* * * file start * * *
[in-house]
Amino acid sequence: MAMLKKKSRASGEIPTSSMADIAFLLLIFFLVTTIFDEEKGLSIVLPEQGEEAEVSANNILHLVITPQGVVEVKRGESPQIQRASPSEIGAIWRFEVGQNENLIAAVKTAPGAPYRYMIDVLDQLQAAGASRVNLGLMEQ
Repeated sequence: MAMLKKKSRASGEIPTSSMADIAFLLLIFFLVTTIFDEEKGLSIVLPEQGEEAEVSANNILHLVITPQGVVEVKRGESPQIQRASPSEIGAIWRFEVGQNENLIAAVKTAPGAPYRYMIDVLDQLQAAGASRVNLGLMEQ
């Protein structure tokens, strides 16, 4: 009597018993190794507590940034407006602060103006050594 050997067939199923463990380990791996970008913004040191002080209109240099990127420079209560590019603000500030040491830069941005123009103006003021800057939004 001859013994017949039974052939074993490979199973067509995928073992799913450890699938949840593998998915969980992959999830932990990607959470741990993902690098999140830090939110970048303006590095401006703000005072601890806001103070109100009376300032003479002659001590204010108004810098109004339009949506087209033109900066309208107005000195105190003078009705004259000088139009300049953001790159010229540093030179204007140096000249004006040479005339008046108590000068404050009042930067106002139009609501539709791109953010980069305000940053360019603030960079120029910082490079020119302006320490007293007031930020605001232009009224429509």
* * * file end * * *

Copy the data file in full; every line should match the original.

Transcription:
[in-house]
Amino acid sequence: MAMLKKKSRASGEIPTSSMADIAFLLLIFFLVTTIFDEEKGLSIVLPEQGEEAEVSANNILHLVITPQGVVEVKRGESPQIQRASPSEIGAIWRFEVGQNENLIAAVKTAPGAPYRYMIDVLDQLQAAGASRVNLGLMEQ
Repeated sequence: MAMLKKKSRASGEIPTSSMADIAFLLLIFFLVTTIFDEEKGLSIVLPEQGEEAEVSANNILHLVITPQGVVEVKRGESPQIQRASPSEIGAIWRFEVGQNENLIAAVKTAPGAPYRYMIDVLDQLQAAGASRVNLGLMEQ
């Protein structure tokens, strides 16, 4: 009597018993190794507590940034407006602060103006050594 050997067939199923463990380990791996970008913004040191002080209109240099990127420079209560590019603000500030040491830069941005123009103006003021800057939004 001859013994017949039974052939074993490979199973067509995928073992799913450890699938949840593998998915969980992959999830932990990607959470741990993902690098999140830090939110970048303006590095401006703000005072601890806001103070109100009376300032003479002659001590204010108004810098109004339009949506087209033109900066309208107005000195105190003078009705004259000088139009300049953001790159010229540093030179204007140096000249004006040479005339008046108590000068404050009042930067106002139009609501539709791109953010980069305000940053360019603030960079120029910082490079020119302006320490007293007031930020605001232009009224429509």